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β-cell function

Impact of bypass aids β-cell function post-surgery

Weight loss appears to be the strongest predictor

Although β-cell dysfunction can continue after Roux-en-Y gastric bypass (RYGBP) surgery, the procedure leads to gastrointestinal changes crucial for improved β-cell function after surgery, according to a paper published in the journal Diabetes. They note that pre-surgery β-cell function, weight loss and glucagon-like peptide 1 (GLP-1) response were all predictors of post-surgery β-cell function, with weight loss appearing to be the strongest predictor.

Much is still unknown as to why gastric bypass can result in resolution of type 2 diabetes and although both caloric restriction and weight loss are important contributors, it is also believe that altered gut physiology contributes to the resolution.

Therefore, researchers from St Luke's-Roosevelt Hospital Center, the Albert Einstein School of Medicine, and Columbia University College of Physicians and Surgeons, New York, and the Centre de Recherche Clinique Etienne-Le Bel, Université de Sherbrooke, Sherbrooke, Quebec, Canada, assessed the change in β-cell function up to three years after RYGBP in severely obese individuals with type 2 diabetes who experienced clinical diabetes remission post-RYGBP (OB-DM).

The patients were then compared to  both non-operated, obese normal glucose-tolerant (OB-NGT) and lean NGT (LEAN) patients. They also measured β-cell function during an oral and isoglycaemic glucose challenge to assess if improvements in β-cell function after RYGBP were mediated by the gut

Study

Sixteen severely obese subjects with type 2 diabetes of short duration (mean 3.0 ± 2.6 years) were studied before (OB-DM0; n=16) and at one month (OB-DM1M; n=16), one year (OB-DM1Y; n= 15), two years (OB-DM2Y; n=16 for OGTT, n=14 for iso-IVGC), and three years after RYGBP (OB-DM3Y; n=13).

Eleven severely OB-NGT and seven LEAN subjects were used as control subjects (all OB-NGT control subjects: fasting plasma glucose <5.5mmol/L, 2h postprandial glucose <7.7mmol/L, and HbA1c <6.5%).

Results

The outcomes revealed that weight loss was ~11% at one month, ~31% at one year, and sustained at two and three years. All subjects in OB-DM were in diabetes remission from one month onwards except one subject that did not remit until one year and relapsed (relapse defined as no longer meeting ADA criteria for remission) at three years.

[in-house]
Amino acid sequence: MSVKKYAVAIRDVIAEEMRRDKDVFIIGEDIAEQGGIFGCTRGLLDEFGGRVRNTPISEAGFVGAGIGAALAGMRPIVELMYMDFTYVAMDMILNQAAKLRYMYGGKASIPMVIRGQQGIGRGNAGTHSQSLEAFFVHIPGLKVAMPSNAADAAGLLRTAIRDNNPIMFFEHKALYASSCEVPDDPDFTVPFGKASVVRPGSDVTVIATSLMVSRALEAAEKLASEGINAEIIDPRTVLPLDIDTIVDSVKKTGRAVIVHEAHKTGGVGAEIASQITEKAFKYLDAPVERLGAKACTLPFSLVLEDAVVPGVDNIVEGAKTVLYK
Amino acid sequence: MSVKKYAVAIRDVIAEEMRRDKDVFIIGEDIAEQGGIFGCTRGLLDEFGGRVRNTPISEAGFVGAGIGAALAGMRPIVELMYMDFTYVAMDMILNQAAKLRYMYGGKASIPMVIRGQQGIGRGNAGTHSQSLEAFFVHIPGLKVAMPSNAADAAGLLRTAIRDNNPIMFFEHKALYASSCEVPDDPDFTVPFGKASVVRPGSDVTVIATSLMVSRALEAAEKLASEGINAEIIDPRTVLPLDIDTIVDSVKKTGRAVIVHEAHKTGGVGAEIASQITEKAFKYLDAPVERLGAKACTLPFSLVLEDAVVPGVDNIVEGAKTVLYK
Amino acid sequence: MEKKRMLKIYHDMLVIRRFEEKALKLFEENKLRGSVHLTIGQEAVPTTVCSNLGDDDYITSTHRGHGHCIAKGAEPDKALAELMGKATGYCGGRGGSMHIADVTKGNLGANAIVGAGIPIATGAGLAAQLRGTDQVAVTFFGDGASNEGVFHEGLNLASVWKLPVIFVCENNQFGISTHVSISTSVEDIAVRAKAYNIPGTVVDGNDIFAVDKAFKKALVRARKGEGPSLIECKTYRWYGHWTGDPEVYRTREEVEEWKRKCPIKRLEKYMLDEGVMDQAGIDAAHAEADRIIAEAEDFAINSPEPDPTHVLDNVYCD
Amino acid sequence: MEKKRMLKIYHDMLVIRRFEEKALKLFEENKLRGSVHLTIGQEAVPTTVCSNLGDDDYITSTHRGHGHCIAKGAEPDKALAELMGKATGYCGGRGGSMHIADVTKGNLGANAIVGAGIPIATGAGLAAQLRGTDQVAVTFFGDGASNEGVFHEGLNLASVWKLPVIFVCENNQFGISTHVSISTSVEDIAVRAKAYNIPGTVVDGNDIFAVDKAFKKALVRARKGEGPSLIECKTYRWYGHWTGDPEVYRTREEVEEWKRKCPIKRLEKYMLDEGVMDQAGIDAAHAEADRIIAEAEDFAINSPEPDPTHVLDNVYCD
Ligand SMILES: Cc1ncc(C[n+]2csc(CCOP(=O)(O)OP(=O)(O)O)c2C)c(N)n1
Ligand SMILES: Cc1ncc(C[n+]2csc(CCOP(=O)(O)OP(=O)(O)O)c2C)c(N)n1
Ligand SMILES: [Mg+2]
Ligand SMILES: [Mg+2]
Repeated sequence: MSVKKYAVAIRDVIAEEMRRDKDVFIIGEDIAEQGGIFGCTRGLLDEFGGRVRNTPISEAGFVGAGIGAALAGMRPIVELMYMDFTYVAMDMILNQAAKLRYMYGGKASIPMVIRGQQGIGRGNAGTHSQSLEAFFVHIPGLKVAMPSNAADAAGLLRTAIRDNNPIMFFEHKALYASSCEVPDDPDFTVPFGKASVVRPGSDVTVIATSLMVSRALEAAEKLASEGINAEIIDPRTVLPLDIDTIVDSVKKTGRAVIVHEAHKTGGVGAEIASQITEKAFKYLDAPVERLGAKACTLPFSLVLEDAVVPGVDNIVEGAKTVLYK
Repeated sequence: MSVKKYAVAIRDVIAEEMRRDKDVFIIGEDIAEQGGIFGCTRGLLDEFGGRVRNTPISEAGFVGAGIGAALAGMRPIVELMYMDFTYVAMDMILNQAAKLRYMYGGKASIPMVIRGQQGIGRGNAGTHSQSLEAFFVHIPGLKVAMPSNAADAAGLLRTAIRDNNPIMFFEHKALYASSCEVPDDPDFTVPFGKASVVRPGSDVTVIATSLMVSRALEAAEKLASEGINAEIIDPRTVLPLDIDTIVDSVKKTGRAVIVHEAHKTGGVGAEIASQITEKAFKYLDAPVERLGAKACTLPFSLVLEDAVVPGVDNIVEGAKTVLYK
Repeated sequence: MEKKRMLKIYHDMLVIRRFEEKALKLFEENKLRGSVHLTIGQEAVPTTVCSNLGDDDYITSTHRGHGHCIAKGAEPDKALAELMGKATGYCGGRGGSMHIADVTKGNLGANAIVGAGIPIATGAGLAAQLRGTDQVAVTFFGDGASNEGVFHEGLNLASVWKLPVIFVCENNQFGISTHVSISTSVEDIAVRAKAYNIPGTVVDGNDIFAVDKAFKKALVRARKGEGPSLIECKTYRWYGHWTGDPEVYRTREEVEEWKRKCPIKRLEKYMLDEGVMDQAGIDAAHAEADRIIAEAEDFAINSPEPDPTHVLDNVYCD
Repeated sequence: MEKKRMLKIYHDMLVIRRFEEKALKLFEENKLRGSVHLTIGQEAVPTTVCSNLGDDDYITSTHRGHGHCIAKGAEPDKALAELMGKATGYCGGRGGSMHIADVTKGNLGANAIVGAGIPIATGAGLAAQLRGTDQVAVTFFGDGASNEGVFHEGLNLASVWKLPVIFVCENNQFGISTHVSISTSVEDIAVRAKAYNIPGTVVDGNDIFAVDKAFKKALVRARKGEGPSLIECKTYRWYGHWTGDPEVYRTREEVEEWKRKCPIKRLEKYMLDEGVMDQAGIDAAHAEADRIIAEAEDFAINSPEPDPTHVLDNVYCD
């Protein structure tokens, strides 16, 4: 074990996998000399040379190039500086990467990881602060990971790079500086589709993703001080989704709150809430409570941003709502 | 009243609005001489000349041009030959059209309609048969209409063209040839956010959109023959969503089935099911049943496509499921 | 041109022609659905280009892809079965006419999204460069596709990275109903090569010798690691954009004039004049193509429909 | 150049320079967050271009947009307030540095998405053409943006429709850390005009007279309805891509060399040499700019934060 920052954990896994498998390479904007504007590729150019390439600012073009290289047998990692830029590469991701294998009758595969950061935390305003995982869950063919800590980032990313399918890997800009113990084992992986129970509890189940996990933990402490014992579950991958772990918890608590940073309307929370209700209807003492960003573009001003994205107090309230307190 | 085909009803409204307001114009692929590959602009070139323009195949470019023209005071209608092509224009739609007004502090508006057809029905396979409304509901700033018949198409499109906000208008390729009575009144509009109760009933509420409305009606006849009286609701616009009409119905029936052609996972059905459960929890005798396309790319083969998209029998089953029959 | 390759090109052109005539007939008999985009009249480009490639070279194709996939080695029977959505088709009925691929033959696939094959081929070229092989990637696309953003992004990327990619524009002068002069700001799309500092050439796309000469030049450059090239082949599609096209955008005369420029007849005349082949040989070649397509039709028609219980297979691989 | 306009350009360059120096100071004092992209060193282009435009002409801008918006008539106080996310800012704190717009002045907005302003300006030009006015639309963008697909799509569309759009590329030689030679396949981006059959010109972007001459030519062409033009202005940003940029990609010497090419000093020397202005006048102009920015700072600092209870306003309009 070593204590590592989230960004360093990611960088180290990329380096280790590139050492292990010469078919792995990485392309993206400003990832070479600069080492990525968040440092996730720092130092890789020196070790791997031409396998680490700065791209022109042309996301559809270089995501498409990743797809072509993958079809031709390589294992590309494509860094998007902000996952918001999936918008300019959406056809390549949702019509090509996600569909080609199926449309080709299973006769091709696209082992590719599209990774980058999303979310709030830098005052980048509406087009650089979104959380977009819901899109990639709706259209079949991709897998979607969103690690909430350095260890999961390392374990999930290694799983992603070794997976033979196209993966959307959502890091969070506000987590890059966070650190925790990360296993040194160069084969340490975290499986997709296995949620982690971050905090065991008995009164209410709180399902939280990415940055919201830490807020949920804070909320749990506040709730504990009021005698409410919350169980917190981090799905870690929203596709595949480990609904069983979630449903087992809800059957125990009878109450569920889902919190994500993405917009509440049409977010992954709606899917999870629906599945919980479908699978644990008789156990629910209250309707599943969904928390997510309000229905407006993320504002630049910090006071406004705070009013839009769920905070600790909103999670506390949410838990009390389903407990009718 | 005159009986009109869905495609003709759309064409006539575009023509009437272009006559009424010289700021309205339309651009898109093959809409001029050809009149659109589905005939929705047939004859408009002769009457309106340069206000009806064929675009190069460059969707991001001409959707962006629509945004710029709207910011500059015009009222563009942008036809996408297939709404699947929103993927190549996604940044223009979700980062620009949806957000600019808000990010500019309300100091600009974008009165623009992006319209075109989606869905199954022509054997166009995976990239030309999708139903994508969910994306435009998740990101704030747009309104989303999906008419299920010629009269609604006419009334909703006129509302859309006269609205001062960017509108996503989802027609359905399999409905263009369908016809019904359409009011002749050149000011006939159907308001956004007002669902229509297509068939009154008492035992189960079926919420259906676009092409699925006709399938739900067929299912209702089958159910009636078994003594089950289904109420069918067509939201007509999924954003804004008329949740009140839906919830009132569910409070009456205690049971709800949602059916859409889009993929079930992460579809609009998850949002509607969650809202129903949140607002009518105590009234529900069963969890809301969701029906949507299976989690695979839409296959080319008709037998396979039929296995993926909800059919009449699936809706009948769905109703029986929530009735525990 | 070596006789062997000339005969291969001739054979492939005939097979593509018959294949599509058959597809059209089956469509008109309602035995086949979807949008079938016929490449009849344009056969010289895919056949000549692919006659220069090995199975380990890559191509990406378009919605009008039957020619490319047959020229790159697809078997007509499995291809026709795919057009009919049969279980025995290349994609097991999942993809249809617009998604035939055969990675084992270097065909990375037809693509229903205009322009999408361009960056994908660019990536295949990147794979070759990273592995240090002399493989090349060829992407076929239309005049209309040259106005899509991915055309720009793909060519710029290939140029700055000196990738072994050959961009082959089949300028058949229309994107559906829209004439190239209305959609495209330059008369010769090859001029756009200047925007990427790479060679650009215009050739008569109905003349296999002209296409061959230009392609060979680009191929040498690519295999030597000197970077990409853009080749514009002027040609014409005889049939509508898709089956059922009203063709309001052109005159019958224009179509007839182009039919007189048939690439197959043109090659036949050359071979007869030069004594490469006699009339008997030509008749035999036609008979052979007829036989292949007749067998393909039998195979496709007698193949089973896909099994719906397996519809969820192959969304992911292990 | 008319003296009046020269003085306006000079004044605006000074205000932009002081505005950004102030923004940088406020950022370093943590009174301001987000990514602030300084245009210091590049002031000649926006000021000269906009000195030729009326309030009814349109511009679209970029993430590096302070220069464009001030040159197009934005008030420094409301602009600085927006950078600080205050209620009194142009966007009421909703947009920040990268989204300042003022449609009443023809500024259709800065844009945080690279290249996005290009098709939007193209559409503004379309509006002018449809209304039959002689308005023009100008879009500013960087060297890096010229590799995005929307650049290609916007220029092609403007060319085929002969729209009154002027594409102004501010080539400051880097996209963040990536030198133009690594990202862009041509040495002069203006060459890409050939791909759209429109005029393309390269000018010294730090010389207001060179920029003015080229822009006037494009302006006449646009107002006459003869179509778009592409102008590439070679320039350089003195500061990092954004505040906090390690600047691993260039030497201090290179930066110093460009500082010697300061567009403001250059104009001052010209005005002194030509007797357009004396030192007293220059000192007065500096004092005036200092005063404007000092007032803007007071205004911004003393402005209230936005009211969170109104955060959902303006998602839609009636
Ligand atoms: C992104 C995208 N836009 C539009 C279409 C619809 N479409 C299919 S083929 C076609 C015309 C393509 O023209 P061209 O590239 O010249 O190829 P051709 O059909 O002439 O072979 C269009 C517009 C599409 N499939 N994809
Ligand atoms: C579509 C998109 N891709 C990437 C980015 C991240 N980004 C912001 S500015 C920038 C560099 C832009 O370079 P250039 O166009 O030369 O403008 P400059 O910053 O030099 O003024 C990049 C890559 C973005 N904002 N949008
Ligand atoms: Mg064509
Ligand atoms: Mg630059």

Plasma concentrations of incretins were significantly increased after RYGBP. At all time points after surgery, GLP-1 and GIP peak responses in OB-DM were significantly higher than both control subjects. β-cell function normalised after surgery.

The researchers report that weight loss, pre-surgery β-cell function and GLP-1 response were all significant predictors of post-surgery β-cell function, although weight loss was consistently the strongest predictor. Age, pre-surgery BMI and diabetes duration and control were not significant.

“This study is the first to demonstrate the importance of the oral route to improvements in β-cell function after RYGBP and to show that improvements persist 3 years after surgery,” write the authors. “Despite the important influence of intestinal factors, we cannot discount the contribution of weight loss to improvement in β-cell function after RYGBP.”

They added that future studies comparing β-cell function in a diabetic population, compared with caloric restriction and/or restrictive bariatric surgery will help elucidate the impact of weight loss versus gut-mediated factors.

“RYGBP does not rescue impairment in insulin secretion and β-cell function when the gastrointestinal tract is not engaged,” conclude the authors. “However, oral glucose stimulation rescues impairment rapidly, at one month, and this is sustained up to three years after RYGBP, demonstrating the essential role of the gut in this effect.”

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